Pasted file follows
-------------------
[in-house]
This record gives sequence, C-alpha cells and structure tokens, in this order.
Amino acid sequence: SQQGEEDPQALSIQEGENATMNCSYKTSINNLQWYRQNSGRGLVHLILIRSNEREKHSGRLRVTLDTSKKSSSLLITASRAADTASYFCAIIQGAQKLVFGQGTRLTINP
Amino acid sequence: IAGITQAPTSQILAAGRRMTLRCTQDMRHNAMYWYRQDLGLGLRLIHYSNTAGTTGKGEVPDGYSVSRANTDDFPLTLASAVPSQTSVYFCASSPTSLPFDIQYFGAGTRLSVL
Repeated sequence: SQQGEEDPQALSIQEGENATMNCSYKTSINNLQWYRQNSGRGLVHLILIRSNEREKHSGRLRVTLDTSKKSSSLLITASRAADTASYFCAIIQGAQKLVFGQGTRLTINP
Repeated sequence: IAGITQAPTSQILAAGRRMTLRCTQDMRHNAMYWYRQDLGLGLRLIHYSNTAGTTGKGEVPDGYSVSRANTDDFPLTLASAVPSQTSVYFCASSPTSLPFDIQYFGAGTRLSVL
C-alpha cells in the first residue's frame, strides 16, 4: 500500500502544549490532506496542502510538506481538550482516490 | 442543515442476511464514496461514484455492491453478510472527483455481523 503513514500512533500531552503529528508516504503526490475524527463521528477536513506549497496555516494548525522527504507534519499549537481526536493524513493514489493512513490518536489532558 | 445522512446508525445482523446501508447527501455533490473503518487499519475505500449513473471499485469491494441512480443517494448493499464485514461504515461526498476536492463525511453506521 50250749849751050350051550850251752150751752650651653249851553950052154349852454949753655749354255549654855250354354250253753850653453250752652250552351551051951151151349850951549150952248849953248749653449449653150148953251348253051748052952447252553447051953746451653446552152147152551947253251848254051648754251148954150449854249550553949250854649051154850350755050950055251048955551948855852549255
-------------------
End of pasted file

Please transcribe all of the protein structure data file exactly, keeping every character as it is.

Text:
[in-house]
This record gives sequence, C-alpha cells and structure tokens, in this order.
Amino acid sequence: SQQGEEDPQALSIQEGENATMNCSYKTSINNLQWYRQNSGRGLVHLILIRSNEREKHSGRLRVTLDTSKKSSSLLITASRAADTASYFCAIIQGAQKLVFGQGTRLTINP
Amino acid sequence: IAGITQAPTSQILAAGRRMTLRCTQDMRHNAMYWYRQDLGLGLRLIHYSNTAGTTGKGEVPDGYSVSRANTDDFPLTLASAVPSQTSVYFCASSPTSLPFDIQYFGAGTRLSVL
Repeated sequence: SQQGEEDPQALSIQEGENATMNCSYKTSINNLQWYRQNSGRGLVHLILIRSNEREKHSGRLRVTLDTSKKSSSLLITASRAADTASYFCAIIQGAQKLVFGQGTRLTINP
Repeated sequence: IAGITQAPTSQILAAGRRMTLRCTQDMRHNAMYWYRQDLGLGLRLIHYSNTAGTTGKGEVPDGYSVSRANTDDFPLTLASAVPSQTSVYFCASSPTSLPFDIQYFGAGTRLSVL
C-alpha cells in the first residue's frame, strides 16, 4: 500500500502544549490532506496542502510538506481538550482516490 | 442543515442476511464514496461514484455492491453478510472527483455481523 503513514500512533500531552503529528508516504503526490475524527463521528477536513506549497496555516494548525522527504507534519499549537481526536493524513493514489493512513490518536489532558 | 445522512446508525445482523446501508447527501455533490473503518487499519475505500449513473471499485469491494441512480443517494448493499464485514461504515461526498476536492463525511453506521 50250749849751050350051550850251752150751752650651653249851553950052154349852454949753655749354255549654855250354354250253753850653453250752652250552351551051951151151349850951549150952248849953248749653449449653150148953251348253051748052952447252553447051953746451653446552152147152551947253251848254051648754251148954150449854249550553949250854649051154850350755050950055251048955551948855852549255